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21-foot Last Supper painted by a nun restored to former glory

Nelli’s “Last Supper”

Santa Maria Novella | Facebook | Fair Use

J-P Mauro - published on 03/06/20

Sister Plautilla Nelli's paintings were so popular in the 16th-century that just about every villa in Florence featured her enormous works.

After nearly a century of storage in less than ideal conditions, a 21-foot oil painting of the Last Supper has been fully restored and placed on display at the Basilica of Santa Maria Novella. The work, by the premere 16th-century female artist Plautilla Nelli, is the only surviving work that still bears her signature and it is now a prized piece of the Basilica’s storied collection.

Plautilla Nelli was a nun of the Florantine Dominican convent of St. Catherine of Siena. Her artistic style was self-taught and developed through years of solitary trial and error, using masterpieces from Angnolo Bronzino, Andrea del Sarto, and Fra Bartolomeo as examples. Her works are noted for their large scale, which was unusual for female painters of her era, and she is often praised for her attention to detail and ability to capture the emotions of her primarily religious subjects.


Read more:
Remembering a forgotten Renaissance Dominican artist

Nelli was an exceptional student of anatomy, and her paintings utilize this understanding to accurately capture the beauty of the human form. My Modern Met notes that Nelli’s paintings became so prized by the upper crust of Florentine society that just about every villa featured one of her large depictions of biblical scenes.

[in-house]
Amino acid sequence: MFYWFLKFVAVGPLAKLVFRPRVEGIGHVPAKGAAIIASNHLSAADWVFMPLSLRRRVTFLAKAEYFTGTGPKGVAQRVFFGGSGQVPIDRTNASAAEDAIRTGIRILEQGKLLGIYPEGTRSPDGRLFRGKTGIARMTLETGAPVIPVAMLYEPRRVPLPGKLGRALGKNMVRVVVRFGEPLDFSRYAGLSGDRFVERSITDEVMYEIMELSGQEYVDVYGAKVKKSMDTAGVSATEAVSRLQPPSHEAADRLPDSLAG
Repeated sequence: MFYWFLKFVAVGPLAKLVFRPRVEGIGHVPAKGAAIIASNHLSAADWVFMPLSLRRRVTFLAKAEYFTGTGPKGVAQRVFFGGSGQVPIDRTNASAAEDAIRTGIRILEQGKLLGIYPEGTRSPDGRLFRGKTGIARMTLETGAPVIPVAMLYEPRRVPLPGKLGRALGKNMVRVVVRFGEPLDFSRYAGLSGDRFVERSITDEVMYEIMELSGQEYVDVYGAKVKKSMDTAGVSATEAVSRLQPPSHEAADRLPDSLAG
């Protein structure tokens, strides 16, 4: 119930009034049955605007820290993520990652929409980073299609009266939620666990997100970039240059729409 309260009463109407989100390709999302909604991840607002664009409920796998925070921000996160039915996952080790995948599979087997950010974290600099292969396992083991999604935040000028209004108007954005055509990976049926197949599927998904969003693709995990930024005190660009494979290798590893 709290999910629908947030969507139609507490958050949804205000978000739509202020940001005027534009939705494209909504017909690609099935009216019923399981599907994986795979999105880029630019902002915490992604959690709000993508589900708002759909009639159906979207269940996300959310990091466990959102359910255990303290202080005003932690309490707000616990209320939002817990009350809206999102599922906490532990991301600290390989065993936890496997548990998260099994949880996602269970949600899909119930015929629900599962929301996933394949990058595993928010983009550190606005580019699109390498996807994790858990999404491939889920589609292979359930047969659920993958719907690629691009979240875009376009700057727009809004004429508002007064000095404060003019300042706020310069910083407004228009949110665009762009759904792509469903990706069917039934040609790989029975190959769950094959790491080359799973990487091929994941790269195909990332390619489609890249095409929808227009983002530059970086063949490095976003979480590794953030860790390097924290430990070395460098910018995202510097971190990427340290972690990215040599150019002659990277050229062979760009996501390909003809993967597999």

In her “Last Supper,” she represented each of the apostles with a unique expression. One of them is staring right at the viewer, which is another rarity as this element was more commonly found in portraits of the time. Equally impressive are the items placed across the long table, each of which is expertly designed, from the glasses of wine to the roast lamb in the centerpiece.

This great painting hung in the St. Catherine of Siena dining hall until its dissolution in the 19th century. It then changed hands several times until it wound up in a warehouse, where it somehow survived a great flood that beset Florence in 1960. The work eventually found its way to the collection of the Basilica of Santa Maria Novella, but it has only recently been restored and placed on display.

The work was completed by Advancing Women Artists, a non-profit all-women group that primarily focuses on preserving important historical artworks from female artists. In an interview with Smithsonian magazine, lead conservator Rossella Lari spoke of Nelli’s style:

“We restored the canvas and, while doing so, rediscovered Nelli’s story and her personality. She had powerful brushstrokes and loaded her brushes with paint.”


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